Accession Number : AD1039054


Title :   Getting it Right: The Endurance of Improvised Explosive Device Education in the US Army


Descriptive Note : Technical Report,01 Jun 2016,25 May 2017


Corporate Author : US Army School for Advanced Military Studies Fort Leavenworth United States


Personal Author(s) : Johnson,Christian R


Full Text : https://apps.dtic.mil/dtic/tr/fulltext/u2/1039054.pdf


Report Date : 25 May 2017


Pagination or Media Count : 54


Abstract : As the United States seeks to maintain its influence abroad, hostile nations and non-state actors will attempt to leverage the low-cost effectiveness of improvised explosive devices (IEDs) to disrupt US military operations. These cheap devices, made from relatively easily acquired components, will enable the continued use of the IED on the modern battlefield. While the US spent billions of dollars to counter this seemingly new IED threat, the devices used in Iraq and Afghanistan were similar in nature and effect to the booby traps used in Vietnam. The Army's failure to retain the institutional knowledge gained from its experiences with booby traps in Vietnam resulted in an initial inability to provide support for the detection and clearance of these devices and targeting of assembly/emplacement networks. Instead, the Army rushed the force management process, specifically within the Engineer Regiment, to refocus its efforts, regrow the skillset, and organize to meet the threat. While the major Global War on Terrorism (GWOT) conflicts close, other powers seek to counter United States dominance with methods that do not involve major combat operations. The use of cheap and easily acquired parts for IEDs will support their continued use. Therefore, a key to success in future conflicts is retaining and institutionalizing the knowledge gained through recent experiences while understanding the evolution of threats.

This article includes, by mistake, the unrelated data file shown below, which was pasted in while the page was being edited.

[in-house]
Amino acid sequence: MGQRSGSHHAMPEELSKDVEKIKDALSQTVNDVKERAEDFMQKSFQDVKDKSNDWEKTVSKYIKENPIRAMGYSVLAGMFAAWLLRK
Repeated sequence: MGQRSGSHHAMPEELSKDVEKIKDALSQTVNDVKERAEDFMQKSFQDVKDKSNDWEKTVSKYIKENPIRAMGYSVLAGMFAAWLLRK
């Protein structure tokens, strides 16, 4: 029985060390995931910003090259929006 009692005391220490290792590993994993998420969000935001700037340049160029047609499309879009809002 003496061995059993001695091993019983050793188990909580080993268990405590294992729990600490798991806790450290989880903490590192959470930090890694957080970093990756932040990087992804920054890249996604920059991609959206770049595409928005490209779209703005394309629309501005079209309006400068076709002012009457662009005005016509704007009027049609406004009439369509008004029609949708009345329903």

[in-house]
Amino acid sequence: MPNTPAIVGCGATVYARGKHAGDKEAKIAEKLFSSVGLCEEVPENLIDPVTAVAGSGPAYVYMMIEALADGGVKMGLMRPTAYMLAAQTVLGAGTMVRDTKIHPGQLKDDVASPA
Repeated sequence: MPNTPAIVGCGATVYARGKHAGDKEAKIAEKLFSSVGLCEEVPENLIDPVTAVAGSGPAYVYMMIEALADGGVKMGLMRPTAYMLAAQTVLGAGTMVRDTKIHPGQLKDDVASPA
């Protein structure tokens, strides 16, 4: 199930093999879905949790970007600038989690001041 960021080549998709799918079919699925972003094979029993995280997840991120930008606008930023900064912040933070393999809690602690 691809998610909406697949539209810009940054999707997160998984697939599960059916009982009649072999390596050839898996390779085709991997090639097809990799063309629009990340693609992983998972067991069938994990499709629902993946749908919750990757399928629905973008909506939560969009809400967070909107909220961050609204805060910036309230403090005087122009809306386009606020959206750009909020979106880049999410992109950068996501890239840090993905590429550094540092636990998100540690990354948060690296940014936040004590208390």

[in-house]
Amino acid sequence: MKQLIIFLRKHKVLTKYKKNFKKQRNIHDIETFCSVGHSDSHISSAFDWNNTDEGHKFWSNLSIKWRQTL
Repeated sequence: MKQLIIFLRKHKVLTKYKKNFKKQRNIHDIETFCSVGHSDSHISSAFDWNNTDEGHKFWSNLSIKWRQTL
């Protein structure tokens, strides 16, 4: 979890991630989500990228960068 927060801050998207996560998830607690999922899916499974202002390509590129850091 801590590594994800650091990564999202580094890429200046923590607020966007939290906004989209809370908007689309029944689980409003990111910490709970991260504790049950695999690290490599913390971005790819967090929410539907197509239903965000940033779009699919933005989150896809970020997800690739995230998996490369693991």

Descriptors :   explosive devices , improvised explosive devices , EDUCATION , ARMY , THREATS , LESSONS LEARNED , improvised weapons , explosives , military history


Subject Categories : Ammunition and Explosives
      Humanities and History
      Military Forces and Organizations


Distribution Statement : APPROVED FOR PUBLIC RELEASE